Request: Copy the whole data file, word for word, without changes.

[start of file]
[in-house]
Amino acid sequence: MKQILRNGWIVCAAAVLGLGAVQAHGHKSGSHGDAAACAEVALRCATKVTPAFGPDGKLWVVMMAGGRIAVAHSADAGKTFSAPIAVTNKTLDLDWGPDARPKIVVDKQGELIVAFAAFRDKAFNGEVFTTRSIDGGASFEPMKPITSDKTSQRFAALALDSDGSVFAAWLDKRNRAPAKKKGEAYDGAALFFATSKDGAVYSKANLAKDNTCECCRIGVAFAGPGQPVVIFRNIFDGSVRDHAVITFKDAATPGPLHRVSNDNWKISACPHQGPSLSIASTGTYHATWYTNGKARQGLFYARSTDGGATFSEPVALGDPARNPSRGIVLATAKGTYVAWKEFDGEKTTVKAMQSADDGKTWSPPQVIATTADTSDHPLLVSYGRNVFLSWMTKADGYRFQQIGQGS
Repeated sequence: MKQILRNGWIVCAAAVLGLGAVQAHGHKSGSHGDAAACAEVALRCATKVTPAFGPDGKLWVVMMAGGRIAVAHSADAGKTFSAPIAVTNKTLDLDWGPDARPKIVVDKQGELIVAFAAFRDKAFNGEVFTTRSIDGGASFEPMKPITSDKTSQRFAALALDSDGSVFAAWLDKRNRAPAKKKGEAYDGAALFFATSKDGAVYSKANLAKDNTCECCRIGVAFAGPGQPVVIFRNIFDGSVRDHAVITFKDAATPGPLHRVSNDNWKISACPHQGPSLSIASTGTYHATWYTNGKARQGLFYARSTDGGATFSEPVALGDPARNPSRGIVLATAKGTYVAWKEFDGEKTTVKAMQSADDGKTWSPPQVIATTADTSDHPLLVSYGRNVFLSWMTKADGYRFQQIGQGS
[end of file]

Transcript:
[in-house]
Amino acid sequence: MKQILRNGWIVCAAAVLGLGAVQAHGHKSGSHGDAAACAEVALRCATKVTPAFGPDGKLWVVMMAGGRIAVAHSADAGKTFSAPIAVTNKTLDLDWGPDARPKIVVDKQGELIVAFAAFRDKAFNGEVFTTRSIDGGASFEPMKPITSDKTSQRFAALALDSDGSVFAAWLDKRNRAPAKKKGEAYDGAALFFATSKDGAVYSKANLAKDNTCECCRIGVAFAGPGQPVVIFRNIFDGSVRDHAVITFKDAATPGPLHRVSNDNWKISACPHQGPSLSIASTGTYHATWYTNGKARQGLFYARSTDGGATFSEPVALGDPARNPSRGIVLATAKGTYVAWKEFDGEKTTVKAMQSADDGKTWSPPQVIATTADTSDHPLLVSYGRNVFLSWMTKADGYRFQQIGQGS
Repeated sequence: MKQILRNGWIVCAAAVLGLGAVQAHGHKSGSHGDAAACAEVALRCATKVTPAFGPDGKLWVVMMAGGRIAVAHSADAGKTFSAPIAVTNKTLDLDWGPDARPKIVVDKQGELIVAFAAFRDKAFNGEVFTTRSIDGGASFEPMKPITSDKTSQRFAALALDSDGSVFAAWLDKRNRAPAKKKGEAYDGAALFFATSKDGAVYSKANLAKDNTCECCRIGVAFAGPGQPVVIFRNIFDGSVRDHAVITFKDAATPGPLHRVSNDNWKISACPHQGPSLSIASTGTYHATWYTNGKARQGLFYARSTDGGATFSEPVALGDPARNPSRGIVLATAKGTYVAWKEFDGEKTTVKAMQSADDGKTWSPPQVIATTADTSDHPLLVSYGRNVFLSWMTKADGYRFQQIGQGS